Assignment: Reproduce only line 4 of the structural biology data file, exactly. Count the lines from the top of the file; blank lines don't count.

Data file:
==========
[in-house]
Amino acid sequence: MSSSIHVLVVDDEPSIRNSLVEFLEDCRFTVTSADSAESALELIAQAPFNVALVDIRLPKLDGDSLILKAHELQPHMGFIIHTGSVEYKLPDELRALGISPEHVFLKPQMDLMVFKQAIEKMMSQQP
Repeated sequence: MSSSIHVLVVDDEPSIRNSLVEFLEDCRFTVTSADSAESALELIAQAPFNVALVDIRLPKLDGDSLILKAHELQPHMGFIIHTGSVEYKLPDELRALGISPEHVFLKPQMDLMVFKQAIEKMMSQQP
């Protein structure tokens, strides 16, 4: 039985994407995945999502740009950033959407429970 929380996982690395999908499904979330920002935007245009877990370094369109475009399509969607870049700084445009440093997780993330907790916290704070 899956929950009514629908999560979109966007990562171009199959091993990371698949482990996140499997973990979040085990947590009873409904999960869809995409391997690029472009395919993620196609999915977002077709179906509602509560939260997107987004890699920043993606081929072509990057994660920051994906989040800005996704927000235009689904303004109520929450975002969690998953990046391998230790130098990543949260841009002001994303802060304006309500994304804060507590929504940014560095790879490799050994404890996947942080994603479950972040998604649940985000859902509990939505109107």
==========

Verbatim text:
């Protein structure tokens, strides 16, 4: 039985994407995945999502740009950033959407429970 929380996982690395999908499904979330920002935007245009877990370094369109475009399509969607870049700084445009440093997780993330907790916290704070 899956929950009514629908999560979109966007990562171009199959091993990371698949482990996140499997973990979040085990947590009873409904999960869809995409391997690029472009395919993620196609999915977002077709179906509602509560939260997107987004890699920043993606081929072509990057994660920051994906989040800005996704927000235009689904303004109520929450975002969690998953990046391998230790130098990543949260841009002001994303802060304006309500994304804060507590929504940014560095790879490799050994404890996947942080994603479950972040998604649940985000859902509990939505109107």